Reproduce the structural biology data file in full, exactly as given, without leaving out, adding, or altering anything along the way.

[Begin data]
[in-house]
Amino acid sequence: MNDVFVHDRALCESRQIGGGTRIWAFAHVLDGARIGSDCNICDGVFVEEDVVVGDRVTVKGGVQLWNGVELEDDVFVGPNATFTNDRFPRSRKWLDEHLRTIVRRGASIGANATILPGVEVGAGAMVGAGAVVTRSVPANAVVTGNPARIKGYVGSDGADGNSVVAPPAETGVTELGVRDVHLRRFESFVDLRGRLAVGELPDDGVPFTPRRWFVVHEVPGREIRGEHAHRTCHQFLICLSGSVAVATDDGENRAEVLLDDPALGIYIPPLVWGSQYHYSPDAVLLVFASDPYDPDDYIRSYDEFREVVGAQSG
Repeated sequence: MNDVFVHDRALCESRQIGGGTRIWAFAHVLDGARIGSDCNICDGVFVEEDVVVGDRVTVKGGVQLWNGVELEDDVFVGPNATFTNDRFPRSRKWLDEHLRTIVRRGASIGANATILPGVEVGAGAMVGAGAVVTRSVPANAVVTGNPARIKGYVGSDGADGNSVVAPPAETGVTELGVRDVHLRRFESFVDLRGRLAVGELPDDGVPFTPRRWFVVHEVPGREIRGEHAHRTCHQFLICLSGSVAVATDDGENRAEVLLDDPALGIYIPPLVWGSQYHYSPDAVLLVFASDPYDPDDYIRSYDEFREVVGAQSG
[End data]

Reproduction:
[in-house]
Amino acid sequence: MNDVFVHDRALCESRQIGGGTRIWAFAHVLDGARIGSDCNICDGVFVEEDVVVGDRVTVKGGVQLWNGVELEDDVFVGPNATFTNDRFPRSRKWLDEHLRTIVRRGASIGANATILPGVEVGAGAMVGAGAVVTRSVPANAVVTGNPARIKGYVGSDGADGNSVVAPPAETGVTELGVRDVHLRRFESFVDLRGRLAVGELPDDGVPFTPRRWFVVHEVPGREIRGEHAHRTCHQFLICLSGSVAVATDDGENRAEVLLDDPALGIYIPPLVWGSQYHYSPDAVLLVFASDPYDPDDYIRSYDEFREVVGAQSG
Repeated sequence: MNDVFVHDRALCESRQIGGGTRIWAFAHVLDGARIGSDCNICDGVFVEEDVVVGDRVTVKGGVQLWNGVELEDDVFVGPNATFTNDRFPRSRKWLDEHLRTIVRRGASIGANATILPGVEVGAGAMVGAGAVVTRSVPANAVVTGNPARIKGYVGSDGADGNSVVAPPAETGVTELGVRDVHLRRFESFVDLRGRLAVGELPDDGVPFTPRRWFVVHEVPGREIRGEHAHRTCHQFLICLSGSVAVATDDGENRAEVLLDDPALGIYIPPLVWGSQYHYSPDAVLLVFASDPYDPDDYIRSYDEFREVVGAQSG